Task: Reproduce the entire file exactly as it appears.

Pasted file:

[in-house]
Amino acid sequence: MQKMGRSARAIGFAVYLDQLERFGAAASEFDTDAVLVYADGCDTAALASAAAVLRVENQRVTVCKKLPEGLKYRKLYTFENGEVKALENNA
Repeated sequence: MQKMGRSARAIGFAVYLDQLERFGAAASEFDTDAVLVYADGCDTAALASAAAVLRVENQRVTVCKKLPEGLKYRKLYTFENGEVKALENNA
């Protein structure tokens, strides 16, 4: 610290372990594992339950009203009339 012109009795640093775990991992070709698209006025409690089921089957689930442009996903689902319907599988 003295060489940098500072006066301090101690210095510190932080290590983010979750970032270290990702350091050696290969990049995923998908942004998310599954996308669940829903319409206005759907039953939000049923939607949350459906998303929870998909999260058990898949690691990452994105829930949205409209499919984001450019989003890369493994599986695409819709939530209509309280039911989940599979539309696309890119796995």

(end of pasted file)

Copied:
[in-house]
Amino acid sequence: MQKMGRSARAIGFAVYLDQLERFGAAASEFDTDAVLVYADGCDTAALASAAAVLRVENQRVTVCKKLPEGLKYRKLYTFENGEVKALENNA
Repeated sequence: MQKMGRSARAIGFAVYLDQLERFGAAASEFDTDAVLVYADGCDTAALASAAAVLRVENQRVTVCKKLPEGLKYRKLYTFENGEVKALENNA
């Protein structure tokens, strides 16, 4: 610290372990594992339950009203009339 012109009795640093775990991992070709698209006025409690089921089957689930442009996903689902319907599988 003295060489940098500072006066301090101690210095510190932080290590983010979750970032270290990702350091050696290969990049995923998908942004998310599954996308669940829903319409206005759907039953939000049923939607949350459906998303929870998909999260058990898949690691990452994105829930949205409209499919984001450019989003890369493994599986695409819709939530209509309280039911989940599979539309696309890119796995």